Friday fantasies

The best way to preserve
old blogposts? Turn
them into paper!
Old blog posts: still of value.  The current (May/June) Internet Newsletter for Lawyers carries a neat piece by co-editor Nick Holmes entitled "Keeping up with IP law", which lists some twenty IP-flavoured intellectual property law blogs. After gazing intently for slightly too long at the bit which featured the word "IPKat", this Kat took a peep at some of the other sites listed. These include Abbe Brown's IPEdinburgh which, though silent since December 2010, contains a good deal of fascinating archived material reaching back to May 2005. Also silent, though only since December 2011, is law firm Bonallack & Bishop's Intellectual Property Lawyer blog.  Over the years a number of other IP blogs have ceased production, of which two of the most notable and high-profile examples are those of Lawrence Lessig (hibernating since August 2009) and Bill Patry (occasional lapses into consciousness since August 2010 but no stirrings since March 2010; contains fine memorials of Barbara Ringer and Sir Hugh Laddie). All of this has set the Kat wondering: can any reader tell him what archival measures, if any, have been made for preserving old legal blogposts (i) in the UK and in other jurisdictions and (ii) by public sector and privately funded initiatives?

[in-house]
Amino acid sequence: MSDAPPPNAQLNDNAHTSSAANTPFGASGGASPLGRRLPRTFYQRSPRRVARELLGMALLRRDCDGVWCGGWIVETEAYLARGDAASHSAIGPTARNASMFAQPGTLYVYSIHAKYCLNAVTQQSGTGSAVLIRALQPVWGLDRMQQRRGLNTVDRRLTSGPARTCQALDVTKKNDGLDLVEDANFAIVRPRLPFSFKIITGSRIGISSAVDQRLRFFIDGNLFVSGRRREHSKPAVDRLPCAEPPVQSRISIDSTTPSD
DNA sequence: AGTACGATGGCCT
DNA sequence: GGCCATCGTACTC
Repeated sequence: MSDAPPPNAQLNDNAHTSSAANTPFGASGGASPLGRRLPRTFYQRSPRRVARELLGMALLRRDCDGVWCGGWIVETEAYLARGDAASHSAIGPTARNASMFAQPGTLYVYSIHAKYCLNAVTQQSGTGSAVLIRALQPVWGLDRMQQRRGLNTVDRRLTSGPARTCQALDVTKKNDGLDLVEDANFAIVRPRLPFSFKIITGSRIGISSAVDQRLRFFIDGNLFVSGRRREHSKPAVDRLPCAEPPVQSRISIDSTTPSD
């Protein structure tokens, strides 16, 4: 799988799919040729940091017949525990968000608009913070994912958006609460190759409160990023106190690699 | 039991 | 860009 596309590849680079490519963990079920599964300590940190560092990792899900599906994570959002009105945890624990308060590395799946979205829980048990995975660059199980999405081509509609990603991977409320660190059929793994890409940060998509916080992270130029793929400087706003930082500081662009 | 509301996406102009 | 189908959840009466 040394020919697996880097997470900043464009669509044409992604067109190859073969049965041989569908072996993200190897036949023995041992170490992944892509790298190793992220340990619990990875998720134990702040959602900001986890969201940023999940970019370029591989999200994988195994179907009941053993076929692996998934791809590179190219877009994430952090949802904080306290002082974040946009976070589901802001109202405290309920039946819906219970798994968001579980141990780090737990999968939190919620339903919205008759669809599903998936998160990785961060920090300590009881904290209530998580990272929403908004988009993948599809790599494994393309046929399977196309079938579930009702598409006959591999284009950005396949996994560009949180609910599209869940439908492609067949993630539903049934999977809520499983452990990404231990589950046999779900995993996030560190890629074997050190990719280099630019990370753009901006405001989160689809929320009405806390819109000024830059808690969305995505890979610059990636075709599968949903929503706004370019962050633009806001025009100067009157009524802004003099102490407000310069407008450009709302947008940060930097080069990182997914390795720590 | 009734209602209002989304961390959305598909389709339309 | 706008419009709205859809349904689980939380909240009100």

IP education for non-lawyers in Ireland: can you help? "Hello Kats!", exclaims our friend Laura Prado. She continues [after the usual paean of praise, deleted on account of the Kats' inherent modesty], "Since I have no formal law training (I graduated in journalism and have half of a graduate diploma in IP - but this is a long story), I'm looking for recommendations of places where a non-law degree holder could go to continue her studies in intellectual property, in Ireland.   Perhaps taking a full law degree would be more useful, regardless or my specific interest? My searches online didn't return good results, so I'm going to the best source I know. I don't intend to become a lawyer, but I'm looking to grow as a consultant for companies with IP-related issues. Any help will be very appreciated".  Are there any courses? Or, if not, is there enough demand to make it worth running one? Comments, please!

... to this?
From this ...
IPO on the move. We all know that public sector bodies in Europe are a bit short of money these days. Can it be for this reason that the UK's illustrious Intellectual Property Office is moving its London premises? As of 21 May 2012 [that's next Monday, for the uninitiated], the IPO is packing its bags and moving to first floor premises at 4 Abbey Orchard Street, London SW1P 2HT. for those readers who still use telephones as their preferred means of making contact with civil servants, news is that there will be no change to the telephone numbers for the office, so you can still listen to the IPO's much-loved alphanumerical voicemail recording: "press 'P' for patents, 'T' for trade marks, 'D' for designs, 'W' for Wallace and Gromit ..."